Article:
WHO Says Global Burden of Malaria Enormous
A new report released by the World Health Organization (WHO) on Saturday in Abuja, Nigeria’s capital, said the global burden of malaria remains enormous.
The report noted that access to malaria control interventions, especially bed nets in Africa, increased sharply between 2004 and 2006, according to the News Agency of Nigeria on Sunday.
The report cited WHO as saying that dramatic increases in funding and intense momentum toward reducing the malaria burden in recent years, there is a greater need for reliable information and analysis.
It said the report begins to answer that need.
The WHO World Malaria Report 2008, which draws upon data collected through 2006, estimated the number of malaria cases in 2006 to be 247 million.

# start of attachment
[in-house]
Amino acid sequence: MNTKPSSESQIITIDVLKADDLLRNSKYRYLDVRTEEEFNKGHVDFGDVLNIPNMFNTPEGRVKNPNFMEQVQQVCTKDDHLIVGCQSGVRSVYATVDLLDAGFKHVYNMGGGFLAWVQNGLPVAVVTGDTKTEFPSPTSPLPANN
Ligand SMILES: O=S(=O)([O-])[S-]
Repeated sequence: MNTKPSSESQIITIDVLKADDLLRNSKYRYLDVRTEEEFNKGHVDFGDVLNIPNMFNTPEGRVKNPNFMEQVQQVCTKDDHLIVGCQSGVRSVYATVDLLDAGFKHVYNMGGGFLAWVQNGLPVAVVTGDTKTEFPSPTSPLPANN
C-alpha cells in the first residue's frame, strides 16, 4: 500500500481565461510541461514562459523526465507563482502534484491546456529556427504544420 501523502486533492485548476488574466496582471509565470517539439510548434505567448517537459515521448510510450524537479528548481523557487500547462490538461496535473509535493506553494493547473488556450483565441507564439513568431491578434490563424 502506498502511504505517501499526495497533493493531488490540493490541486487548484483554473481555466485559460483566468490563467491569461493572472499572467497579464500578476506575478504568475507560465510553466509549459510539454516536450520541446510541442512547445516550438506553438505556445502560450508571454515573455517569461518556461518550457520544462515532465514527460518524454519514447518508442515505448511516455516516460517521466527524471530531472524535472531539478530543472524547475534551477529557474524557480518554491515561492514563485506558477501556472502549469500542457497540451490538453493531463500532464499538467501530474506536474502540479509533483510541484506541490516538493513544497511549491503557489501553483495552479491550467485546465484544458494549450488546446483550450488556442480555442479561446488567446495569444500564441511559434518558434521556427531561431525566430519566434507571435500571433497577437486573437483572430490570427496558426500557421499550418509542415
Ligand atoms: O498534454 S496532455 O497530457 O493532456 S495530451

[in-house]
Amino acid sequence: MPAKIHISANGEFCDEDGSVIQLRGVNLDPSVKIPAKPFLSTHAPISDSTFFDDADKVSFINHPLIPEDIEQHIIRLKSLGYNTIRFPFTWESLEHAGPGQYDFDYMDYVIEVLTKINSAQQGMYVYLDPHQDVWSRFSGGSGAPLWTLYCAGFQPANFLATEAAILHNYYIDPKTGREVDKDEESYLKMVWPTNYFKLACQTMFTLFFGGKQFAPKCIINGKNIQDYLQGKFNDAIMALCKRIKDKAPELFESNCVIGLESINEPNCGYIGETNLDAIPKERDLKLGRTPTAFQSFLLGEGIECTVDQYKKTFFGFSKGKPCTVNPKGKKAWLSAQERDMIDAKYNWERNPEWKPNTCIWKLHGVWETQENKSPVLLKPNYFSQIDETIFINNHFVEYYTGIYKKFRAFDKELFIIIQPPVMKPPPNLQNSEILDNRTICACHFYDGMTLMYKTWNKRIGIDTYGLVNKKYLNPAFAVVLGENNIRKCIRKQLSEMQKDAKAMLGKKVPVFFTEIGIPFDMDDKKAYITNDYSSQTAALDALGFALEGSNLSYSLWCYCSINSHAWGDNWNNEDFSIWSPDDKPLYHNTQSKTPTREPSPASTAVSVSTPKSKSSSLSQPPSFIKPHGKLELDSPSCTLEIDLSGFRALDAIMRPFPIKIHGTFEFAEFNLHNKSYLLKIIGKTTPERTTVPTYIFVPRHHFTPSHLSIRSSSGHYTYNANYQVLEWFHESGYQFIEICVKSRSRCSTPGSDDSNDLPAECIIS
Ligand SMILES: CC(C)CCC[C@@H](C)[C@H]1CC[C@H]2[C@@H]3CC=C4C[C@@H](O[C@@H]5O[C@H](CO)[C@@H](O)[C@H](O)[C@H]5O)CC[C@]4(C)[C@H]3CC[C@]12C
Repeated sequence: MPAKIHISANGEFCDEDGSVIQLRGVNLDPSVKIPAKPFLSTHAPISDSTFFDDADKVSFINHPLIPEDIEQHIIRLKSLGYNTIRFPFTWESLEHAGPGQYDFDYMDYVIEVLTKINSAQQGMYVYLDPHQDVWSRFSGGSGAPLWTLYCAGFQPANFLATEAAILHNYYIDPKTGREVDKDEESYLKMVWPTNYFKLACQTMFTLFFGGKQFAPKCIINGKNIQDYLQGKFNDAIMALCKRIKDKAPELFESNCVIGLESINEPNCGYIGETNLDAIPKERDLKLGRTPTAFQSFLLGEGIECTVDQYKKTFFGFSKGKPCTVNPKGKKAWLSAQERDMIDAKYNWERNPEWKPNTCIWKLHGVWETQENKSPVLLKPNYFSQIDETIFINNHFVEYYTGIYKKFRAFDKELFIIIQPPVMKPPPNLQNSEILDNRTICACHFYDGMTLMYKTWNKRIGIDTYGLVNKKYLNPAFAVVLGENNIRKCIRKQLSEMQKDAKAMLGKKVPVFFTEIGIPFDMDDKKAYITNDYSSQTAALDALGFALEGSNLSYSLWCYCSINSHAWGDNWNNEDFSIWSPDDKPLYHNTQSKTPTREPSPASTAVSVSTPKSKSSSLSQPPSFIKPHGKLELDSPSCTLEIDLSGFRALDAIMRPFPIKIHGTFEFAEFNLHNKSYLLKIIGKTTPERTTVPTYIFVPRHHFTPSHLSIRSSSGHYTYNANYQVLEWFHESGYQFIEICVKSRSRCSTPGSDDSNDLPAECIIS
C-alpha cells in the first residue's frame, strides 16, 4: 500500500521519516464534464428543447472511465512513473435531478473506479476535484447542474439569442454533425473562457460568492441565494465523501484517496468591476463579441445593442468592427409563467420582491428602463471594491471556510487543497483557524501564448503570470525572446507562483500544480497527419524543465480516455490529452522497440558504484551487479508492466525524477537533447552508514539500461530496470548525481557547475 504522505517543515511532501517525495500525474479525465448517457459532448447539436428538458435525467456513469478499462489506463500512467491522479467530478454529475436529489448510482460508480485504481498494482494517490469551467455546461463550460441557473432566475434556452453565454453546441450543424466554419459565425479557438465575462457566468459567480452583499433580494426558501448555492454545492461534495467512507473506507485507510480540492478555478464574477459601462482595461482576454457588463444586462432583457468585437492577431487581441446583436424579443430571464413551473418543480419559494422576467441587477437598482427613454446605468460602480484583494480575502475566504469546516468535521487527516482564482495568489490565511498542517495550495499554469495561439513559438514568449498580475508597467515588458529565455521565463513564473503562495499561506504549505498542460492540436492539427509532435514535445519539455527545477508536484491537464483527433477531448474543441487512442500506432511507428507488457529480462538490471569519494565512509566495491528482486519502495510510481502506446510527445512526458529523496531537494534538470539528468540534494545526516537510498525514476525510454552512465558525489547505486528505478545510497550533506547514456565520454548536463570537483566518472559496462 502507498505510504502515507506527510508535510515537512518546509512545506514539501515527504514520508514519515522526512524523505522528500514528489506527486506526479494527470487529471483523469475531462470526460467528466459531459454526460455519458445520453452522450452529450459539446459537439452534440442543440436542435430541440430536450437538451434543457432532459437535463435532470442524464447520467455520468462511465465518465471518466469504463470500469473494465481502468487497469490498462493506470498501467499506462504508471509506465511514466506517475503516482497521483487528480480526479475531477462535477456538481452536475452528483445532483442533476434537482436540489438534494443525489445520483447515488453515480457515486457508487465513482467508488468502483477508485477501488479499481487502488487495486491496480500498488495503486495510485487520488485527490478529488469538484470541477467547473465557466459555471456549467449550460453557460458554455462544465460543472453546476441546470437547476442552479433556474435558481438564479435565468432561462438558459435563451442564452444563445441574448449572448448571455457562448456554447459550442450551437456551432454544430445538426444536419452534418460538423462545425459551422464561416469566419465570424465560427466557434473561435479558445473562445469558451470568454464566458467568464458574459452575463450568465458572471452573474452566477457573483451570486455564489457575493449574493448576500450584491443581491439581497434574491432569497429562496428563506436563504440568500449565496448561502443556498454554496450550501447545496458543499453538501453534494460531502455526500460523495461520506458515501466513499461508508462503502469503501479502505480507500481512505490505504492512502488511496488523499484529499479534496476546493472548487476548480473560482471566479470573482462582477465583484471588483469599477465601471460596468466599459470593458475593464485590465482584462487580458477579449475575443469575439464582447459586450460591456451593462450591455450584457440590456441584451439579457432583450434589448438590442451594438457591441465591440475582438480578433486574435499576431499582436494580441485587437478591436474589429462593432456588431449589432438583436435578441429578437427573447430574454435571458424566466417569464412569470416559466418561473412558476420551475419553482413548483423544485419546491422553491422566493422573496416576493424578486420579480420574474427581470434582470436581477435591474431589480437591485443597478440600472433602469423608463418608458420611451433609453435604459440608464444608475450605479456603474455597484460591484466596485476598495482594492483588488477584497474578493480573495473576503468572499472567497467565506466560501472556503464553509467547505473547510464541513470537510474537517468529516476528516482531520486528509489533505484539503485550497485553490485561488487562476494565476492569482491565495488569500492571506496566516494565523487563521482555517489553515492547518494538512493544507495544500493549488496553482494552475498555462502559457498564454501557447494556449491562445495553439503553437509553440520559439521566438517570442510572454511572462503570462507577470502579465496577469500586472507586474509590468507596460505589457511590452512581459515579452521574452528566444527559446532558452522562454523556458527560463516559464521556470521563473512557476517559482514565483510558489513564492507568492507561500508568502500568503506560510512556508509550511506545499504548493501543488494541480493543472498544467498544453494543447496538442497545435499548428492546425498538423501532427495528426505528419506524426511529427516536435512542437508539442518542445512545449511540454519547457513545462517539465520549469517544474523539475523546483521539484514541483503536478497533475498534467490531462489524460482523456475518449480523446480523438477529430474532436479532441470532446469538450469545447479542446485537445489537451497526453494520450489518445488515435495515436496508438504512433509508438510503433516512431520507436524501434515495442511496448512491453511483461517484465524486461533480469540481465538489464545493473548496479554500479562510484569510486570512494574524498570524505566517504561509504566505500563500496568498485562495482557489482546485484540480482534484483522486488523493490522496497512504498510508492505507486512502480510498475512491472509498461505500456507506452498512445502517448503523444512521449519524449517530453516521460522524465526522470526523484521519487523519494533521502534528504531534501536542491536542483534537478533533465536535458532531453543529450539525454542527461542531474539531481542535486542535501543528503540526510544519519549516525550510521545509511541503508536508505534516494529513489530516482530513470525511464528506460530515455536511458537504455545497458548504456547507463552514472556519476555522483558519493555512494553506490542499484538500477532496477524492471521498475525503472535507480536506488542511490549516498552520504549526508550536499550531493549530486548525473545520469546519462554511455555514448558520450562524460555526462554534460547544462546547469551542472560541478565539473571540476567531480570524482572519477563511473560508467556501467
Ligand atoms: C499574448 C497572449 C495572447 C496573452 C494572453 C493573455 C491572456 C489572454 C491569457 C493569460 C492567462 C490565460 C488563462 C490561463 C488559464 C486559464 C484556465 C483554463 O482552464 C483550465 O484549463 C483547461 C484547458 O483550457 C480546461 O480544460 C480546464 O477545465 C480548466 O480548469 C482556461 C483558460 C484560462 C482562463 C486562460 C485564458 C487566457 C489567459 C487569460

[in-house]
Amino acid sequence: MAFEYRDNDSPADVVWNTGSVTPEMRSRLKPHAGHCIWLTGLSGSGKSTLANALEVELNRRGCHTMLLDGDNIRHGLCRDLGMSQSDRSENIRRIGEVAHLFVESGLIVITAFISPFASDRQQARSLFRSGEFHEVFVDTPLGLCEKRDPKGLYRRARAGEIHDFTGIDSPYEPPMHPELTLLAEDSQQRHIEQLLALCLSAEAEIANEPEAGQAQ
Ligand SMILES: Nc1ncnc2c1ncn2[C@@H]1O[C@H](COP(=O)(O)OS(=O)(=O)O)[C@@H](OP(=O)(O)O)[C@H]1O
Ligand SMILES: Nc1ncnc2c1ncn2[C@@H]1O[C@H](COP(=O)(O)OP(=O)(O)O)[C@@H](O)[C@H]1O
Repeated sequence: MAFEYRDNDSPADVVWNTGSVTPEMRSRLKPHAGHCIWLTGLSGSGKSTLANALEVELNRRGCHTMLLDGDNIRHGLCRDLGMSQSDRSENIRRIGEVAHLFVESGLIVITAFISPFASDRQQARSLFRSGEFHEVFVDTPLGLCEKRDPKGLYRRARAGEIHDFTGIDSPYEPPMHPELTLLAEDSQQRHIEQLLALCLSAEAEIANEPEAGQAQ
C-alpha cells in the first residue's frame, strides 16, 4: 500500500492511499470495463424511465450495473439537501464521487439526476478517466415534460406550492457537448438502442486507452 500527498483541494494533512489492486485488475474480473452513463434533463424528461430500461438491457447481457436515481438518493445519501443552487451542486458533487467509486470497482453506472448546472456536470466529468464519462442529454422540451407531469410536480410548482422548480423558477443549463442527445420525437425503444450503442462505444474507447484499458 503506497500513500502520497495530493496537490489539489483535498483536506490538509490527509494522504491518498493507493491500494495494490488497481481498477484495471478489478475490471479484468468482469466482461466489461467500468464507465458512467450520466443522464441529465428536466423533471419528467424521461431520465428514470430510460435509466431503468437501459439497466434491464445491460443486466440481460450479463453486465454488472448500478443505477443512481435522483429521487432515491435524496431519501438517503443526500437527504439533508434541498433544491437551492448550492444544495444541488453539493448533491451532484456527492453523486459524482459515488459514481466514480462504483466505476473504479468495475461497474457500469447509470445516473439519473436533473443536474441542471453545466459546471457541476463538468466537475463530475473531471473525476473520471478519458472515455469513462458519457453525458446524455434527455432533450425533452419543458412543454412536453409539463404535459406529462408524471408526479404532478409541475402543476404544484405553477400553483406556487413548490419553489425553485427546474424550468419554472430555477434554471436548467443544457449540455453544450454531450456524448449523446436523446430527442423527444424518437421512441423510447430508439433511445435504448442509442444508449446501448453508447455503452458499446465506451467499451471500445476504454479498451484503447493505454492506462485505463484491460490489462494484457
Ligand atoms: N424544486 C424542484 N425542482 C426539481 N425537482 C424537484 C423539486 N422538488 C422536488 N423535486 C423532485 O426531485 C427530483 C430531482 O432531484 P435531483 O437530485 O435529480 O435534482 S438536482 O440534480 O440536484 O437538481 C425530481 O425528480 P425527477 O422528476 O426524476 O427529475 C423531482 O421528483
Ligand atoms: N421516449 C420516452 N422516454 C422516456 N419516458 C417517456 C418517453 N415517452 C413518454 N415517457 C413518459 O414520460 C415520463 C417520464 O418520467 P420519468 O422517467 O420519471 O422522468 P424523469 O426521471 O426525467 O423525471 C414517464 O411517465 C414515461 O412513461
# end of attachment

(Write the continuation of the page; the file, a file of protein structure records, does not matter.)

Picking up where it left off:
The report said small children remain by far the most likely to die of the disease.
Malaria deaths have declined in several countries, and a few nations in Africa have managed to cut malaria deaths in half by following recommended measures.
The report said recent increases in malaria funding were beginning to translate to coverage of key malaria interventions, especially bed nets.
The percentage of children protected by insecticide-treated nets increased almost eight fold, from 3 in 2001 to 23 percent in the 18 African countries with surveys in 2006, the report said.
“Procurement of anti-malarial medicines also increased sharply between 2001 and 2006; approximately 100 million persons were protected by indoor spraying of insecticide, including 22 million in Africa,” the report said.
The report noted that much more work remained to be done, adding that in Africa, bed nets protected only 125 million people in 2007, while 650 million are at risk.